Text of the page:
Jerusalem Quartet’s Mastery in Bartók at Wigmore Hall

United KingdomUnited Kingdom Bartók: Jerusalem Quartet (Alexander Pvolovsky, Sergei Bresler [violins], Ori Kam [viola], Kyril Zlotnikov [cello]). Wigmore Hall, London, 8.5.2019. (MB)

Jerusalem Quartet

Bartók – String Quartet No.1; String Quartet No.3; String Quartet No.5

This was the first of two concerts in which the Jerusalem Quartet would perform Bartók’s six string quartets. If there were slight frustration in my only being able to hear the first, it surely augured well for the second, which I look forward to hearing about, if not, alas, to hearing.

The particular, sometimes competing demands of early Bartók can prove difficult to bring off: no such problem here, in as fine a performance of the First Quartet (1908-9) as I can recall hearing. The opening chromaticism of the violin-duo opening signalled a strongly Schoenbergian presence: one, I think, that endured throughout the quartet and beyond it. For it was not only in the score, though there it certainly was; it was played as such, too, intense yet variegated, in an unmistakeably Austro-Hungarian performance. The Jerusalem Quartet players showed keen ears – and a keen collective ear – for form and structure, expressed without didacticism, born from and living through the notes and their connections. Contrapuntal procedures were invested with dynamism both intellectual and emotional. And how each instrument came into its own through that! New possibilities were signalled and taken in the second movement, which struck a fine balance at its opening between emergence from what had gone before and contrast therewith. The finale brought to life a rhetorical disjuncture that had something of Beethoven to it: not in the banal sense of sounding ‘like’ Beethoven’s music, but in spirit, in reinvention. Bartók’s music already seemed to presage the world of Bluebeard, its dramatic flight a product of fierce conviction in performance.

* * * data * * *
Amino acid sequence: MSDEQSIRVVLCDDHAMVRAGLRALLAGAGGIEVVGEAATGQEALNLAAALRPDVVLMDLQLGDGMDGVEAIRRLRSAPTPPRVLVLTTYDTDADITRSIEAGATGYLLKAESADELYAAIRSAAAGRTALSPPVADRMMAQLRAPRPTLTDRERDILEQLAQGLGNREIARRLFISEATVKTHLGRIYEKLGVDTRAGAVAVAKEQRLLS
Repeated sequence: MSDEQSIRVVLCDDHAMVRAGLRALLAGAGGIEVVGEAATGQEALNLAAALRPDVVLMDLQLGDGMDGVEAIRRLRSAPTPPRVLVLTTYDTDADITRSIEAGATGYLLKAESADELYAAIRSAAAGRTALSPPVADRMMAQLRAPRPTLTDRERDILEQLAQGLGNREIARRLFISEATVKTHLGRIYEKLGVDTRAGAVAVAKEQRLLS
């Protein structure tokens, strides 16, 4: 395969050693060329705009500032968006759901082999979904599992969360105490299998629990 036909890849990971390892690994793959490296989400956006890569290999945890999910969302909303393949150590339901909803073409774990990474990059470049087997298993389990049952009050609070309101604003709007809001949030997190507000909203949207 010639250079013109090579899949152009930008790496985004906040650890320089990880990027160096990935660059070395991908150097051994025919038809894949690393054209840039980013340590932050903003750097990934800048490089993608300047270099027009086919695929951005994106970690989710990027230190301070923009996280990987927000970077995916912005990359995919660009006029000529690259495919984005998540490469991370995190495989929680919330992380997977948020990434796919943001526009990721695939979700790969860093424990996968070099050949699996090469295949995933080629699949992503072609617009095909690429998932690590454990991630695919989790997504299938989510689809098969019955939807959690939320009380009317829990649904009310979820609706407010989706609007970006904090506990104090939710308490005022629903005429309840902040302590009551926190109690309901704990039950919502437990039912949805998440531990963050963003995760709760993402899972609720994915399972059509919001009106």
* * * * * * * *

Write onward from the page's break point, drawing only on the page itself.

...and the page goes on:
If that final movement, even in the strongest performance such as this, seems nonetheless to go on a little, no one could seriously make such a claim concerning the Third Quartet (1927). Tonality here seemed less on the verge of suspension than beside the point – until it was otherwise. It was certainly motivic working above all that afforded the dynamism in this performance of the opening ‘Prima partie’: dialectical motivic working, that is, in the line of Bach and Beethoven. The music’s emotional intensity somehow seemed both greater and more sparing: surely testament to Bartók’s mastery of form and genre by this stage in his career. The slow-fast ‘Hungarian’ relationship of the first two movements likewise seemed brought to perfection: internalised and thus the more meaningfully expressed. The ‘Recapitulazione della prima parte’ sounded, rightly, not so much as reconciliation but as arbiter and moulder of memory. It was as new as it was old, paving the way for an explosive coda section, as richly developmental within its concise frame as the score from which this magnificent performance sprang.

The Fifth Quartet (1934) had the second half to itself. That uncompromising intensity, intellect and emotion as one, characteristic of both works so far persisted, reinvented itself here too in its first movement and beyond. The players afforded the first subject – I think we can safely call it that – great detail without the slightest suspicion of fussiness, strokes broad, fine, even both, or so it seemed. A pale delirium, increasingly less pale, characterised the response: just as involving, quietly and less quietly generative. Disjuncture and coherence, melodic line and complexity played out in a fashion that perhaps inevitably brought late Beethoven to mind. It made me long to hear the Jerusalem Quartet in Ligeti too. How strange the final poco allargando phrase sounded, yet also how right. I loved the sense imparted in the following ‘Adagio molto’ of a somewhat disoriented and disorienting hymn. (Again, Beethoven’s precedent seemed fruitfully, never oppressively, immanent.) It is ‘night music’, of course, but far more than that. So too is the fourth movement, whose harmony likewise remained fundamental in a not un-Classical way, very much providing a sense of the celebrated Bartókian arch. In between, the scherzo had held harmony, melody, and yes, of course metre in fruitful, riveting dialogue: Haydn for the 1930s. It was Beethoven’s ghost that again lightly haunted the finale, titanic effort to wield material together amply rewarded. But if there were unanimity of purpose, there was equally fierce independence of instrumental voice within that purpose and progress. For work, ensemble, and performance alike, this was emphatically a string quartet.

Mark Berry

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